This is my twelfth and final book review for the Women of Genre Fiction Reading Challenge at Worlds Without End.
I’ve seen and heard so many glowing reviews of Ancillary Justice by Ann Leckie that I can’t possibly have anything really new to say but it’s worth repeating. This book is fantastic, the most original thing I’ve read all year, and a debut novel to boot.
The main character, Breq, is especially intriguing because not only is she Breq, she’s also the ship Justice of Toren and all the ancillary soldiers that belong to the ship. In this unique perspective, you get such sentences as “My bodies sweated under my uniform jackets, and, bored, I opened three of my mouths, all in close proximity to each other on the temple plaza, and sang with those three voices.” Or this: “The tech medic went swiftly to work, and suddenly I was on the table (I was walking behind Lieutenant Awn, I was taking up the mending Two Esk had set down on its way to the holds, I was laying myself down on my small, close bunks, I was wiping a counter in the decade room) and I could see and hear but I had no control of the new body and its terror raised the heart rates of all One Esk’s segments.”
She has different scope at different points in the story, and it was fascinating to see how Breq was not the same as One Esk, but plausibly a part of it, just as One Esk was not the same as Justice of Toren, but also a plausible part of it. Despite the seemingly barbarous practice of taking bodies and replacing their original personalities with someone else’s, I never felt like it was Breq’s fault, and I enjoyed seeing the way she didn’t think twice about it for herself, but was always aware that she made other people uncomfortable.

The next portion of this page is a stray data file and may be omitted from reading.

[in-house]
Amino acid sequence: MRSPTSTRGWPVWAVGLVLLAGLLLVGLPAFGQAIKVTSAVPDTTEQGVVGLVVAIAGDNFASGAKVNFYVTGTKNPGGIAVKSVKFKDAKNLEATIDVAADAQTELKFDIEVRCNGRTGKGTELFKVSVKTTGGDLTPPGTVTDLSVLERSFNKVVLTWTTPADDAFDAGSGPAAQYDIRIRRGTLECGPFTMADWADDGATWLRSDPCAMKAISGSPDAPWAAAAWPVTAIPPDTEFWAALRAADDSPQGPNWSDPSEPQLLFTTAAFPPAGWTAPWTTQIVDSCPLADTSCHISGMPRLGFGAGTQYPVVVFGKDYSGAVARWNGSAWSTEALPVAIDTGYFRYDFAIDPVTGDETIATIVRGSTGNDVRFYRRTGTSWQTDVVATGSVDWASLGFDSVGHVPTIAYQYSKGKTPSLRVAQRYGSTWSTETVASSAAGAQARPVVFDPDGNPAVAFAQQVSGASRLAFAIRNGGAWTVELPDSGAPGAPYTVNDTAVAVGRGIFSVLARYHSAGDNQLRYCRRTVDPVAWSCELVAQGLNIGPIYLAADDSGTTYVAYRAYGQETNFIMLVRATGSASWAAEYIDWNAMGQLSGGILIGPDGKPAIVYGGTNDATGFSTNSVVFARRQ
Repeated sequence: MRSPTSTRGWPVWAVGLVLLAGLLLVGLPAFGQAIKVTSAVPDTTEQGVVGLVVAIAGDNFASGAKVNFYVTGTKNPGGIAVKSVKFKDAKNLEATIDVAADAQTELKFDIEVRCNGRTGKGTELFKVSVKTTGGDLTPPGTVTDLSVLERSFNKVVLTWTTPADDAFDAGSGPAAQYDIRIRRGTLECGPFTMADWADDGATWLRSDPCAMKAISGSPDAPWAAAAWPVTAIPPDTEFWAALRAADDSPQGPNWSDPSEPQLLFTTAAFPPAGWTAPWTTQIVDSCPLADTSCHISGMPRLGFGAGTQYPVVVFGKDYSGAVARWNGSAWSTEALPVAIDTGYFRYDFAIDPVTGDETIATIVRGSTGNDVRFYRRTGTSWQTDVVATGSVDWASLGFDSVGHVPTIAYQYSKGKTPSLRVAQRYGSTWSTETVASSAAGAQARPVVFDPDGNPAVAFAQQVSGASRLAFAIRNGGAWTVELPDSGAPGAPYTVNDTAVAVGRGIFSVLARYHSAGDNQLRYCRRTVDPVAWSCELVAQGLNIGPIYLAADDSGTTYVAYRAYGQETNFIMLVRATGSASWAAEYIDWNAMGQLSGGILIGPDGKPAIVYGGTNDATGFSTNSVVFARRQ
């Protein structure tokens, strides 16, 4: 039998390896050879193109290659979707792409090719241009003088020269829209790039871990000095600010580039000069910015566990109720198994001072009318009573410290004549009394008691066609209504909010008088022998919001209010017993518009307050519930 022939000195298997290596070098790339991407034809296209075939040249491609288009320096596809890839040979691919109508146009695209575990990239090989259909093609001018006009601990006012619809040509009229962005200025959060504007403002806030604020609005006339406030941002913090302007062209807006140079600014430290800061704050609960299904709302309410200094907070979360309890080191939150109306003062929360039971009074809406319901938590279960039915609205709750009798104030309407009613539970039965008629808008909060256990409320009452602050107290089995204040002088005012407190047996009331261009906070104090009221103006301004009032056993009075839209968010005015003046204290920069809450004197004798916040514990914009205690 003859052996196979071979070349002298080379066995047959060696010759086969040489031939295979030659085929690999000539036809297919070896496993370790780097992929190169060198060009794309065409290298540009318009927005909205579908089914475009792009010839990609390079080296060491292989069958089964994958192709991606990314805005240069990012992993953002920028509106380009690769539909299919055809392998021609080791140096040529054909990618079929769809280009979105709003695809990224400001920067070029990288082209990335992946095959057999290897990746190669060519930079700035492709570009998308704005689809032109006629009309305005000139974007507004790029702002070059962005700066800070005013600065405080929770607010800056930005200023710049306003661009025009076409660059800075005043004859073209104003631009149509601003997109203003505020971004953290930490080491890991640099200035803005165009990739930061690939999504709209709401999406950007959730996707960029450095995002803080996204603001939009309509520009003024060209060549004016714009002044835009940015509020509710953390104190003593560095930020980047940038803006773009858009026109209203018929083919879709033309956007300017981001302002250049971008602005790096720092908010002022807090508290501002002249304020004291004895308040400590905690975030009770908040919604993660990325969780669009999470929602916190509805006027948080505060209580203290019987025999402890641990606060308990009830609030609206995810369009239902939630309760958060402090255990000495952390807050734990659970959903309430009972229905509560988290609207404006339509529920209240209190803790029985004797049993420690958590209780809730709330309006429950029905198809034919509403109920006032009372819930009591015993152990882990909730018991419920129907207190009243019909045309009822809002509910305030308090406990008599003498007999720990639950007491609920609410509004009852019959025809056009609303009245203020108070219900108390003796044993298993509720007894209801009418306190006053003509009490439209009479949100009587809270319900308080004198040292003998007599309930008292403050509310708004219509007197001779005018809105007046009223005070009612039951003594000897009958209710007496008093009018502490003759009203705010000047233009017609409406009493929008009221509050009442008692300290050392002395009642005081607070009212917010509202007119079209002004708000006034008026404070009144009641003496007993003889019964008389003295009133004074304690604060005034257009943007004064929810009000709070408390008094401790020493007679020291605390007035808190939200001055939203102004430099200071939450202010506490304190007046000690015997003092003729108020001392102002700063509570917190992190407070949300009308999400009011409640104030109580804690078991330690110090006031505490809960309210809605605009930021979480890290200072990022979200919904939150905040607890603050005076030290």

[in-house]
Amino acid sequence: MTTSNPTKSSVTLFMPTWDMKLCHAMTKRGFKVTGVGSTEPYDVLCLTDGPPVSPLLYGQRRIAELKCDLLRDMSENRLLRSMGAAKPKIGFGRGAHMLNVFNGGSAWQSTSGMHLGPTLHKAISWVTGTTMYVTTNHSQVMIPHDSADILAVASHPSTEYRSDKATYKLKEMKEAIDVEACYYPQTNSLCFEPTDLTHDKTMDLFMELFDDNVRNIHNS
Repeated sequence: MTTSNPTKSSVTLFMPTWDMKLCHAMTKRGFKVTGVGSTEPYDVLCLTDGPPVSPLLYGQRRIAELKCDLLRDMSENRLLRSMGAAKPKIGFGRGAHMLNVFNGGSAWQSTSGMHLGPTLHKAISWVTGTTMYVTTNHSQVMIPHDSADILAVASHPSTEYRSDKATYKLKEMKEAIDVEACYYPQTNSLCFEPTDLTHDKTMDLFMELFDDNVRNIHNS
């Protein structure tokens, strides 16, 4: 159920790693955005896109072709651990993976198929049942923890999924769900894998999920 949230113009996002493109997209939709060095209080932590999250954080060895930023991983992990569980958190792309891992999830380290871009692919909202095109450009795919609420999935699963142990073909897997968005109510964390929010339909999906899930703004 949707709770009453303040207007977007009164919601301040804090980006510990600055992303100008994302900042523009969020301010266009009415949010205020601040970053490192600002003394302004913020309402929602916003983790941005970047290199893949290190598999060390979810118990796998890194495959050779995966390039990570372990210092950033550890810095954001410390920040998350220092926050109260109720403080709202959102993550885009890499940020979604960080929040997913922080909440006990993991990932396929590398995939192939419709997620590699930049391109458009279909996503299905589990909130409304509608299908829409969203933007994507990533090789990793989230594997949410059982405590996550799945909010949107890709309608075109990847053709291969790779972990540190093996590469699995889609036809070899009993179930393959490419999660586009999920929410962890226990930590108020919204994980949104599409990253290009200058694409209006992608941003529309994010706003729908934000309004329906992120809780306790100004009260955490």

The other intriguing bit of world building is the Radchaai erasure of gender differences. Breq is incapable of distinguishing between the sexes, and uses “she” as the default pronoun for everybody. It was fun at the beginning to see her struggle, knowing she could get into trouble by calling non-Radchaai by the wrong pronoun, but always just guessing and hoping she got it right. Later, though, there was a mind-blowing moment when a non-Radchaai starting talking to her about characters we’d already met and referring to them as “he” instead of “she.” It was jolting and revelatory, how much I had been thinking about them as women even though I knew Breq didn’t mean it that way; and then, after the initial shock, realizing that it didn’t make a bit of difference. Turns out individual character traits actually are more important than gender. I heard an interview with the author where she said that for a lot of the characters, she didn’t actually know which gender they were, which seems perfectly fitting.
Of course, the book is more than just an original character and a gender-blind society. It’s also a really great space opera, and once all the pieces of the backstory are revealed, the plot just barrels full speed ahead, keeping you guessing all the way. Don’t get me wrong; this is by no means an easy or mindless read. But it made me care, made me want to know, and any work on my part was well rewarded. There are two more books on the way, and you’d better believe I’ll snatch them up the moment they hit the (internet) shelves.